While there are many opportunities for all types of upland land management, Lois mentioned a few key actions that are needed:

  1. Need for a joined-up policy across different governmental departments (like Japan)
  2. Government and agencies need to fully grasp the complexities of every upland area. This should translate in embracing a place-based approach
  3. An understanding that land management underpins the rest of the rural economy, those who live there and the services they rely on
  4. England needs a rural land use strategy in order to bring a cohesive vision
  5. We need to remember that our uplands are both rich cultural and natural landscapes and there needs to be a balance between merging the two.

A land use framework for Devon

The second presentation by Laura Dixon shed light on a new Devon Land Use Framework (DLUF) created in partnership with the Food, Farming and Countryside Commission. The programme’s objective is to establish an integrated, collaborative and place-based approach to land use decision making, to mediate complex requirements from land and to generate multiple benefits for nature, communities and a fair and sustainable future. The framework consists of a set of principles and processes that are agreed collaboratively and inform and guide decision making through shared learning and experience.

There are three main focuses of the framework:

  1. Place – being land-led, adaptive and resilient
  2. People – being outward, future focused and locally responsive
  3. Public value – being multi-functional and contributing prosperity

As any new framework being trialled, there have been some challenges such as tackling large data sets and differing license conditions. There were also issues regarding restricted funds and not being able to compare all data collected due to methodological differences.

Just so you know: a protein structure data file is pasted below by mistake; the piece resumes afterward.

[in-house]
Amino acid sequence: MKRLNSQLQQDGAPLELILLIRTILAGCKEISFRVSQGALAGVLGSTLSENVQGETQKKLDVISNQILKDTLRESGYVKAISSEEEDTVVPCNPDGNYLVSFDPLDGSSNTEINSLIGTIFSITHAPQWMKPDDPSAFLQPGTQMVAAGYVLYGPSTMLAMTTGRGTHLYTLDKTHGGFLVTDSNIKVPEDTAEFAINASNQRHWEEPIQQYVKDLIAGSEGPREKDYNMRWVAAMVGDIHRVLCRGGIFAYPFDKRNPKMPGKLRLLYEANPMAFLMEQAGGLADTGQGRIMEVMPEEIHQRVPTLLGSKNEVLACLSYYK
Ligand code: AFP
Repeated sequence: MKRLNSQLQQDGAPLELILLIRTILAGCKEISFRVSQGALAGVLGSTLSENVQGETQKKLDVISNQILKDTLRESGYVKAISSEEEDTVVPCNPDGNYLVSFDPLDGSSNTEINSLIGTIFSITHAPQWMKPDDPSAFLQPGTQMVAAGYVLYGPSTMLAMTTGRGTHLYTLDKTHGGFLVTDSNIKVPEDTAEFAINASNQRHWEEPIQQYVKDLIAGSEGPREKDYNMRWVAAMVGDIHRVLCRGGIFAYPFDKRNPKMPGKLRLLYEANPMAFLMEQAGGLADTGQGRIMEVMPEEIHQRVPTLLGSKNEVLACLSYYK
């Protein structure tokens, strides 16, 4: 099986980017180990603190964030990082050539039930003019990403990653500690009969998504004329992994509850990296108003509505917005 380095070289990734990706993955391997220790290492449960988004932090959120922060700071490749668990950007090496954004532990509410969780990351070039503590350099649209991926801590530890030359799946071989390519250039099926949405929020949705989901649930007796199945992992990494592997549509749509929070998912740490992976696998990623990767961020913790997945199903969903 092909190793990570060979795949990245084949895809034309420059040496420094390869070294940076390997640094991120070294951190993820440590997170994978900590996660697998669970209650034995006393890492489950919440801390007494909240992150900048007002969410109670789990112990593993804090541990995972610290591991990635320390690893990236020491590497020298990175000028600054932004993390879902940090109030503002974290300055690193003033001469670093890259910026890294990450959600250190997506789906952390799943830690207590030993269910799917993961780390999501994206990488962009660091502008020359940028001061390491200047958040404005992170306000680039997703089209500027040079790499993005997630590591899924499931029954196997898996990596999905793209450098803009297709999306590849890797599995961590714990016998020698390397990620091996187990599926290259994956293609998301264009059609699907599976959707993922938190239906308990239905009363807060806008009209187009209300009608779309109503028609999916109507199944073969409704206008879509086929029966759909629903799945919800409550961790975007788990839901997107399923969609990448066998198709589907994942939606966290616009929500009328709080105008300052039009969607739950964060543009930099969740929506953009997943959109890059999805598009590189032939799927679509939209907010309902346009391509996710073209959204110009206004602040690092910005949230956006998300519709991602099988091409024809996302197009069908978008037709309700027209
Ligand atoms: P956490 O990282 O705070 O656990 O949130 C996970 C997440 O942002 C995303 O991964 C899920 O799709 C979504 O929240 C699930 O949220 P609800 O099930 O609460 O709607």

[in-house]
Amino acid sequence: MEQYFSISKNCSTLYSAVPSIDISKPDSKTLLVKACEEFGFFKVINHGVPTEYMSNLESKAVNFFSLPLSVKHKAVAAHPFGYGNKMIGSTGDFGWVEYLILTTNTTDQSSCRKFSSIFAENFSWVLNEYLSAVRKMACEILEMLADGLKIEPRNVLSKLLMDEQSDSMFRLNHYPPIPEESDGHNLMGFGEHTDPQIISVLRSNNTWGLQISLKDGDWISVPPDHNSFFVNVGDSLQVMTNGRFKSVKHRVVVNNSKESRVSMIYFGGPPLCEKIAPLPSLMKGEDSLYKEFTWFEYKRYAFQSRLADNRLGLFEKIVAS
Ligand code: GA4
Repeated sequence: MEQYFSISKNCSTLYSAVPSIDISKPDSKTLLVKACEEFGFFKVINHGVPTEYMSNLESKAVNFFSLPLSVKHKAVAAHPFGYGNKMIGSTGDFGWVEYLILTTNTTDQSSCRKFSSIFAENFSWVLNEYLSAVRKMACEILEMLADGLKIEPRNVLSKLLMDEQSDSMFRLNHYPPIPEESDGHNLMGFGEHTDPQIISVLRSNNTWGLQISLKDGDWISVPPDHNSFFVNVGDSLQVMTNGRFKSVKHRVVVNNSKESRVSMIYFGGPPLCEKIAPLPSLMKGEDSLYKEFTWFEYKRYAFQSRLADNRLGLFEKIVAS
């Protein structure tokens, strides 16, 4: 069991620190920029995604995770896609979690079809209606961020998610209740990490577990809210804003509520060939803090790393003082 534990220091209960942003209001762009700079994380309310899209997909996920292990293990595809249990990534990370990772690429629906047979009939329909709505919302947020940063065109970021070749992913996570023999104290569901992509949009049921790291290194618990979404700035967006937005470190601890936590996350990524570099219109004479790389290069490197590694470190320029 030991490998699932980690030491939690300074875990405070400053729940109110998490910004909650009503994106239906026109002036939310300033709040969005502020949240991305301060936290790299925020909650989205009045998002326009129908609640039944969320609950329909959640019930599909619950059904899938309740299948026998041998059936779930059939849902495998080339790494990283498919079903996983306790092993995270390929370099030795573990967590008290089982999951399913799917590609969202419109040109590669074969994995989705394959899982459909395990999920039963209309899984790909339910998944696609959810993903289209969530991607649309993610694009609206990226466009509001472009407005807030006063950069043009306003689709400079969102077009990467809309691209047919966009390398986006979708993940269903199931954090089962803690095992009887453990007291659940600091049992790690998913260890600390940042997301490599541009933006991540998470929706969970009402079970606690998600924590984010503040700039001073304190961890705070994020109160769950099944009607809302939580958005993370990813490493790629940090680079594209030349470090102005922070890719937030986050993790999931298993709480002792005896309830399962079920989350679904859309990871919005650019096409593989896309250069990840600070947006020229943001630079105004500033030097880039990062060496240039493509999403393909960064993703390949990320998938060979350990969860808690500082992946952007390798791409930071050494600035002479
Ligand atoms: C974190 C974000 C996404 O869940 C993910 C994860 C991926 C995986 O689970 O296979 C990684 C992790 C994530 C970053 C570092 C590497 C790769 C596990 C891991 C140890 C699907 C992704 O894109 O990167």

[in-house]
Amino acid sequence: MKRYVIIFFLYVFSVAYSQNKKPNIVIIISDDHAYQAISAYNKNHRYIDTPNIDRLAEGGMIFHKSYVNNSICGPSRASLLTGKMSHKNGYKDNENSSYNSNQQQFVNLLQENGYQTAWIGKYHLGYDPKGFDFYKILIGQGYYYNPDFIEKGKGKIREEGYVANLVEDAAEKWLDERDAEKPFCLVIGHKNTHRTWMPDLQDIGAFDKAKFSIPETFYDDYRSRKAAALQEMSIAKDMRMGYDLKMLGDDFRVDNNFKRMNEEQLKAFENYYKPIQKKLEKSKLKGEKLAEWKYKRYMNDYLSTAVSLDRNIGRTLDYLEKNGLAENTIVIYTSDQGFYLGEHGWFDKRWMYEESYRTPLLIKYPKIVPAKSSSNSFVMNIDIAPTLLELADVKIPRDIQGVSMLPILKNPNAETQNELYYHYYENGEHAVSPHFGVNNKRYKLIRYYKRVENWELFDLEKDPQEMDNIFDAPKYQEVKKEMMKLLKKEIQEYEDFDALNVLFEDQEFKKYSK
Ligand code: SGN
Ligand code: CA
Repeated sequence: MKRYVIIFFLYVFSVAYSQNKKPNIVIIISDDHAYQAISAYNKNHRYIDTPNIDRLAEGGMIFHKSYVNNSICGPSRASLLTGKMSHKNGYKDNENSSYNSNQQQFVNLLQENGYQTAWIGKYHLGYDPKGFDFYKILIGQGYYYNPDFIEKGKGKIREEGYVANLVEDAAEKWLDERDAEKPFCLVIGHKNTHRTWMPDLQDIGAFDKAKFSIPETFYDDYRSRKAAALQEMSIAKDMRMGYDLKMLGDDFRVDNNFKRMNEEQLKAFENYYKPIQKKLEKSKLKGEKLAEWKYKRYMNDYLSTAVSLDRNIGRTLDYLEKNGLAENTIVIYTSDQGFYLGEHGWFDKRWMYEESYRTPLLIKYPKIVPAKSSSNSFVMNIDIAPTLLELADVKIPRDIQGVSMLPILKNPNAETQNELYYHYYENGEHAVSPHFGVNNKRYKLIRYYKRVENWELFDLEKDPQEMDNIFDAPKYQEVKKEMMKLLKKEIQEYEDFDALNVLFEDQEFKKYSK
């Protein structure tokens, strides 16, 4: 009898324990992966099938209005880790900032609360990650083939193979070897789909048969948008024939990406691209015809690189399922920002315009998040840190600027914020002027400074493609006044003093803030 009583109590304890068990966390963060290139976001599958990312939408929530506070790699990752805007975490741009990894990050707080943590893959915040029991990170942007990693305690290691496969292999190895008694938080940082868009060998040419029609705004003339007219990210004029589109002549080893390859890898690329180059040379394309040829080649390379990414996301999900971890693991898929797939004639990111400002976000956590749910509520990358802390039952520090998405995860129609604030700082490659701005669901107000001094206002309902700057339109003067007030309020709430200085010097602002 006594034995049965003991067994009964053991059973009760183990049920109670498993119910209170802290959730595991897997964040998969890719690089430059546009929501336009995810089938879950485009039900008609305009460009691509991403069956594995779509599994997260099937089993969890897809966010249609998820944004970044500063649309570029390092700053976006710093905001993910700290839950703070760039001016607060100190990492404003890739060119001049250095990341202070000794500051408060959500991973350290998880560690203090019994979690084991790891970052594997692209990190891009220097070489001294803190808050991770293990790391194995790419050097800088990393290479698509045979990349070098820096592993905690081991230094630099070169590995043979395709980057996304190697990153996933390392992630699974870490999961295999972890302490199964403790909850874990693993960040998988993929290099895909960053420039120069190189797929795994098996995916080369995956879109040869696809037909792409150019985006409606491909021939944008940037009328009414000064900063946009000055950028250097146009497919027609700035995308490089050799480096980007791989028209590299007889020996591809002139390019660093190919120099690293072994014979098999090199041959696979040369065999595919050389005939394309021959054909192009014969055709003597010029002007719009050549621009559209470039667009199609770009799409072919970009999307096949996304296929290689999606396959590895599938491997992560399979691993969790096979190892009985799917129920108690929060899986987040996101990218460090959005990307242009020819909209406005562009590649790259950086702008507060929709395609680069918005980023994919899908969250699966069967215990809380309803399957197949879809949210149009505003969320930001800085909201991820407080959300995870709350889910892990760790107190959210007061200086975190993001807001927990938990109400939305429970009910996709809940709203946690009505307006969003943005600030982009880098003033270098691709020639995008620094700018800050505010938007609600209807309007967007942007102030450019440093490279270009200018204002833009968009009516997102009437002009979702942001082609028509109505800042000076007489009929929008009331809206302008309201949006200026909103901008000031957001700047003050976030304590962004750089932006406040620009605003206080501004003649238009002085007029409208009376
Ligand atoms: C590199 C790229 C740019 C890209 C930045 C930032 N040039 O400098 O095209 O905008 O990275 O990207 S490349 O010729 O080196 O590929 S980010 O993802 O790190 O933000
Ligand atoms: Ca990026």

At the moment the framework is a voluntary commitment but it will could one day be rolled out across England and embedded at a policy level. However, this all depends on whether the government making more of a commitment for this to be accomplished.

In conclusion

Finally, both speakers touched upon the implications of engaging farmers, rural communities and the society at large. Lois urged the audience to consider how we reach those who don’t have an in-depth understanding of these issues. A lot of people are not be engaged in rural issues, and if change is something we strive for, we need to make sure that we engage people and give them the information needed to make better informed decisions.

If you’d like to continue these conversations with our chair and speakers you can reach out to them at the following:

Lois Mansfield, University of Cumbria,

Laura Dixon, Devon Communities Together,

Patrick Candler, Sherwood Forest Trust,

You can download Lois’ slides here

You can download Laura’s slides here

Lois’ most recent book, Managing Upland Resources, is available to buy online.